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The Politics of Dalit conversions

The Politics of Dalit conversions



~ By Sandeep Balakrishn

About eight years ago, a BBC report barely managed to conceal its glee over a ceremony where “hundreds of Hindu Dalits” converted to Buddhism and/or Christianity. Among other things, the BBC report repeated the oft-heard canards about the unjust caste system and how laws against Dalits are ineffective, and therefore, converting out of Hinduism made sense. But such brazen editorializing in a news report is not the focus here.

Scoring Political Goals

Buddhism, until very recently, had virtually no followers in India in the thousands of years of its evolution, spread, and destruction in the land of its own birth. And neither is its sudden, rapid ascendancy in our own times a surprise.

Dalit champions of various hues use conversion to Buddhism as a point to score against Hinduism, which they regard as an oppressive religion. As the Dalit discourse has progressed over the years, it has become just that: scoring a political point.

There is very little by way of any genuine understanding, insight or scholarship about Buddhism as a philosophy emanating from contemporary Dalit discourse. To be fair to Dalit ideologues, they have been almost completely appropriated by the JNU school of ensuring social justice, among other things. The corpus of Indian Marxism has produced more than enough literature for us to conclude that a practiced tactic of this school is to reverse the roles of victim and oppressor. This tactic is most evident in the Marxist “history” of medieval Muslim conquest and rule of India where the Islamic invaders made no distinction between castes in either their orgies of mass murder or their oppression of the Hindu society. It is a cruel travesty that a very vocal and influential section of today’s Dalit champions have lent their shoulders to the most rabid Islamists in contemporary India.

History of Buddhist-Islamic Encounters

The history of Buddhism shows that it failed to counter Islam militarily and politically. The most common reason for Buddhism’s decline in India is attributed to Adi Shankaracharya. Which is again a Marxist distortion. Of the chief reasons, two are prominent. First, Buddhism with its insistence on renunciation of worldly life automatically nipped the concept of family in the bud. Second, its central doctrine of non-violence ensured a large mass of monks who were untrained in warfare.

And so, by the time Islam began to make successful inroads into India, it found these hapless monks and slaughtered them at will. Those that managed to escape fled away, some as far off as Tibet. Indeed, even the arch Marxist and extraordinary scholar Rahula Sankrityayana cites this as the main reason for Buddhism’s decline in India.

Christian Conversions during British rule

During the initial days of British rule, a significant number of upper caste Hindus–chiefly Brahmins–converted to Christianity. This class of people were close to the top echelons of the British administration, and were anxious to please their new colonial masters. And those Indians below them followed suit. It also helped that subtle and persuasive missionary propaganda played a significant in convincing them that Hinduism and Christianity were fundamentally the same.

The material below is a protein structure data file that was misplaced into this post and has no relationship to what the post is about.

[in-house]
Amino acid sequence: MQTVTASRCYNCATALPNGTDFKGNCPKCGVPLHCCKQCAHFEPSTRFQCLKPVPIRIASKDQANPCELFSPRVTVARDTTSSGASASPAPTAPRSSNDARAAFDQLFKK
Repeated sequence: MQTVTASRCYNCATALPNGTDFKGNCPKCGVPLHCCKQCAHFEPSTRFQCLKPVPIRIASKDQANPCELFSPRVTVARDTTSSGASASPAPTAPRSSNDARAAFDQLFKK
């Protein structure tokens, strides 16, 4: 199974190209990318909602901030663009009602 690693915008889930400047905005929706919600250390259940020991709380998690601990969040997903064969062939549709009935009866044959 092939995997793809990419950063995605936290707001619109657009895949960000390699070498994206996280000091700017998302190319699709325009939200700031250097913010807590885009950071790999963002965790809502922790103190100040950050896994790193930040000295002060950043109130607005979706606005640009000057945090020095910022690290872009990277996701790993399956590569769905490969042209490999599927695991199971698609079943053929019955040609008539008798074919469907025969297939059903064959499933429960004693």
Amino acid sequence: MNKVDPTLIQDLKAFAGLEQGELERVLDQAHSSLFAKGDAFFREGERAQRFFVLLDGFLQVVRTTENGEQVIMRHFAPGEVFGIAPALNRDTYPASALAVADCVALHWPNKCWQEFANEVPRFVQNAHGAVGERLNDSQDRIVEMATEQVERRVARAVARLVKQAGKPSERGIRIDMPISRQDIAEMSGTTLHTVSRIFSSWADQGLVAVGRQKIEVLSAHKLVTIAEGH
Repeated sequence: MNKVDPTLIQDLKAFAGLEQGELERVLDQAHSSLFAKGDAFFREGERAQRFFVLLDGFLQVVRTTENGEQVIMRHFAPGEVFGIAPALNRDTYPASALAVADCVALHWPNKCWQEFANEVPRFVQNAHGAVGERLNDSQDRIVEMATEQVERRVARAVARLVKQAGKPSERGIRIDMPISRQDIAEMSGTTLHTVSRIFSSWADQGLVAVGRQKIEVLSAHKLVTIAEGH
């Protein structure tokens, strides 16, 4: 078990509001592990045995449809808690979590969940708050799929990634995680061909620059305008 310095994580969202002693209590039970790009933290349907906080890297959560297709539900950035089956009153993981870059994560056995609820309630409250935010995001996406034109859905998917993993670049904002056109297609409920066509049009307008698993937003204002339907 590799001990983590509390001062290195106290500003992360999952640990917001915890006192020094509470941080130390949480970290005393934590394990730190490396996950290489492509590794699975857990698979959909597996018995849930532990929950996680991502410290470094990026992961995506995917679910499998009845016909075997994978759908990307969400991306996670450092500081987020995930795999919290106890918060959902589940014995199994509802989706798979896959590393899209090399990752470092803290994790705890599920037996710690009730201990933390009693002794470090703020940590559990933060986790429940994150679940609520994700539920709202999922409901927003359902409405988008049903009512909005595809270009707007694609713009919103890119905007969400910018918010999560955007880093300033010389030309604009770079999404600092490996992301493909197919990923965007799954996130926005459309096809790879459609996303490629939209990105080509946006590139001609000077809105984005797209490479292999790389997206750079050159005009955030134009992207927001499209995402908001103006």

However, this stopped soon after reformers in the mould of Swami Dayananda Saraswati, Vivekananda and others showed the true nature of Christianity. It was then that the missionaries changed course and began to aggressively target the lower castes who were numerically greater. They realized that it was impossible for Christianity to defeat Hinduism intellectually and philosophically.




The reality of Dalit conversions

Back in our own time, the following reasons partly explain the spurt of Dalit conversions to Buddhism:

  • Increased visibility (and power) of Dalits in politics
  • Ambedkar’s conversion to Buddhism
  • Encouragement by forces hostile to Hinduism with the ultimate aim of completely dismantling the Hindu society

It is clear that Dalit conversions to Buddhism and Christianity now rests on two main pillars: politics and money, not philosophy, not conviction in the high ideals and philosophy expounded by Gautama Buddha.

At the risk of generalization, there is perhaps no Dalit politician or ideologue who can speak coherently about Buddhism. Which is these politicians rely on aggressive sloganeering, political clout and brute strength of numbers to force their followers to embrace Buddhism. In other words, the thousands of Dalits who’ve converted to Buddhism have done so blindly. And majority of the Dalits who have converted to Christianity still live in the same, wretched conditions. But despite this conversion, their continuing wretchedness continues to be blamed on Hindus. Indeed, nothing could be a greater farce than the term Dalit Christian. Yet such perverse charades largely go uncontested, which only encourages the charade-perpetrators further.

If Dalit conversions to Buddhism were based on a fundamental understanding of Buddhist precepts, it would be based on truth and conviction. Consider a hypothesis: had Ambedkar converted to Christianity or Islam, wouldn’t his modern day followers have followed suit?

The Dalit political discourse in India is based mainly on anti-Brahminism, which has reached alarming levels. An extreme example is a luminary named Kancha Ilaiah who called for Brahmins to carry feces to avenge a historical wrong.

The irony of the Dalit leader and former Uttar Pradesh Chief Minister Mayawati cosying up with Brahmins, the “Oppressor” caste, should be lost on none.

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